TETRA is a digital trunked radio communication standard consisting of a set of specifications developed by the European Telecommunications Standards Institute (ETSI). The preparation of the standard started in 1994. The TETRA standard was created as a single European digital standard and was called TETRA (Trans-European Trunked Radio) until April 1997. However, its area of operation is not limited to Europe, so it is currently called TETRA (Terrestrial Trunked Radio).
TETRA is an open standard for communication between manufacturers. Access to TETRA features is free for all interested parties who sign up to the TETRA Memorandum of Understanding and Promotion (TEM TETRA). Currently, TETRA is the most promising digital trunking system, because it is the only international standard that actually has the status of an open standard, supported by many government agencies, manufacturers and operators. TETRA equipment is produced by Motorola, Nokia, OTE, Rohde & Schwarz and other world leading manufacturers. TETRA networks are installed in many European countries, as well as in several countries in Asia, Africa and South America. This system has become a guarantee of safety for the consumer in terms of the use of open standards to share certain functions and reduce dependence on a certain supplier.
Brief specifications. The TETRA radio interface assumes operation in a standard frequency network with a step of 25 kHz and a minimum duplex separation of 10 MHz radio channel. Multiple subbands can be used for TETRA systems. In fact, security services in European countries are allocated 380-385 / 390-395 MHz bands, and commercial organizations are allocated 410-430 / 450-470 MHz bands. TETRA systems in Asia (primarily China) use the 806-870 MHz band.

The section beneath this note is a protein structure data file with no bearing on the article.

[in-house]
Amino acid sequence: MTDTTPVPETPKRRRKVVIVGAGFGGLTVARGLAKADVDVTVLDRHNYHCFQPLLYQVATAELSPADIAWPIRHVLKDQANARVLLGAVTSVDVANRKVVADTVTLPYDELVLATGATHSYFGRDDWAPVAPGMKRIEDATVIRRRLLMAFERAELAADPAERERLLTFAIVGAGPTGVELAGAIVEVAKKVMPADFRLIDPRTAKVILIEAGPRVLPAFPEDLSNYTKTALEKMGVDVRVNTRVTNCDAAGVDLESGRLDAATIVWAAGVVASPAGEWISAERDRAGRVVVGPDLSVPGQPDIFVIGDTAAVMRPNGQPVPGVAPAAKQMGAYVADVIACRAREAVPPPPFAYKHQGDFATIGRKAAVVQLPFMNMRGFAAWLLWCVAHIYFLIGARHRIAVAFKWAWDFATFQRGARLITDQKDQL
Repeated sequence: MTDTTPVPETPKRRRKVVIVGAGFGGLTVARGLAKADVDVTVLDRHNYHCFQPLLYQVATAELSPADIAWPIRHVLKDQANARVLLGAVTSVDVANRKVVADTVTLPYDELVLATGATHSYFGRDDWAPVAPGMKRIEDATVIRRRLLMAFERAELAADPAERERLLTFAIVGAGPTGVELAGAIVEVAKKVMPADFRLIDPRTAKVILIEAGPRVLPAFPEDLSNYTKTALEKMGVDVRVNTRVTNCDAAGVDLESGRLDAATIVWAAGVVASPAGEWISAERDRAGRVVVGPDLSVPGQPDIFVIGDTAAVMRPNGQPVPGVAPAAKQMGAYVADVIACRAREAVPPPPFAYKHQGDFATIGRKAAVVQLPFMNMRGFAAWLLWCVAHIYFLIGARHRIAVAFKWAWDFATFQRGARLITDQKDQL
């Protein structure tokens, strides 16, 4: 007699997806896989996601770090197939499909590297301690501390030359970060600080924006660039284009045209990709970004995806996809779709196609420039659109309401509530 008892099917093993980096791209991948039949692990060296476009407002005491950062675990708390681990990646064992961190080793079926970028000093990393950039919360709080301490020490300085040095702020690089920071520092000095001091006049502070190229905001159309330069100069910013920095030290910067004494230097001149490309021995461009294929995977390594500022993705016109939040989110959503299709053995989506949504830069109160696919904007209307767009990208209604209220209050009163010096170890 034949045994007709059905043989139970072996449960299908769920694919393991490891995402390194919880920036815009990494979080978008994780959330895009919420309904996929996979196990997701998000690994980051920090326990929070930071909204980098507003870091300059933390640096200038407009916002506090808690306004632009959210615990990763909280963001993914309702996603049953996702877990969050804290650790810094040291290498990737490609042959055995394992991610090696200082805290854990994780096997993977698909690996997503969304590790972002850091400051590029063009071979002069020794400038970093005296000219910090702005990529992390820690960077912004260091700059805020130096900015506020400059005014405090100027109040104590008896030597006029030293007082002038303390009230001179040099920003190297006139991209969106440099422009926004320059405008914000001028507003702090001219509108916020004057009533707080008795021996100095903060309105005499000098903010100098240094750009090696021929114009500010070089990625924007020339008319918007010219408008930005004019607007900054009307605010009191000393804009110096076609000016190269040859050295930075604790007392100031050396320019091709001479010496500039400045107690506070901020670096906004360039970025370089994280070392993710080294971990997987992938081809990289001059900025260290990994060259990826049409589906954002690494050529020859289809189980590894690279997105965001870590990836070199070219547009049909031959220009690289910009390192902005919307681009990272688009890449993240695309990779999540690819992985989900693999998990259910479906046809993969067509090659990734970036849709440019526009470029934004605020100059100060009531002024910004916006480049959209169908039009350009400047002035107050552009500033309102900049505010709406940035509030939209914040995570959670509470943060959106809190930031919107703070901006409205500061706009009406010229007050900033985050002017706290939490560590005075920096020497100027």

TETRA standard systems use the Time Division Multiple Access (TDMA) method. Up to 4 independent data channels can be organized on one physical frequency. It uses relative phase modulation such as TETRA / 4-DQPSK (Differential Quadrature Phase Shift Keying). The modulation speed is 36 Kbit/s.
To convert speech, the standard uses a codec that uses a CELP (Code Excited Linear Prediction) type conversion algorithm with a speed of 4.8 Kbit / second. Digital data from the output of the codec is subjected to various coding, interleaving and encryption, after which information channels are created. The bandwidth of one data channel is 7.2 Kbit/s, and the digital data transmission speed is 28.8 Kbit/s.
The TETRA standard supports both voice and data transmission. In this case, speech and data can be transmitted simultaneously from one terminal through different information channels. Digital integrated solutions in the TETRA standard allow to combine professional radio communication (operational and group voice communication), data transmission and classic functions of wireless telephone. Therefore, the TETRA standard opens up new possibilities for the integration and optimization of previously isolated subsystems and, in fact, defines the creation of a new class of solutions.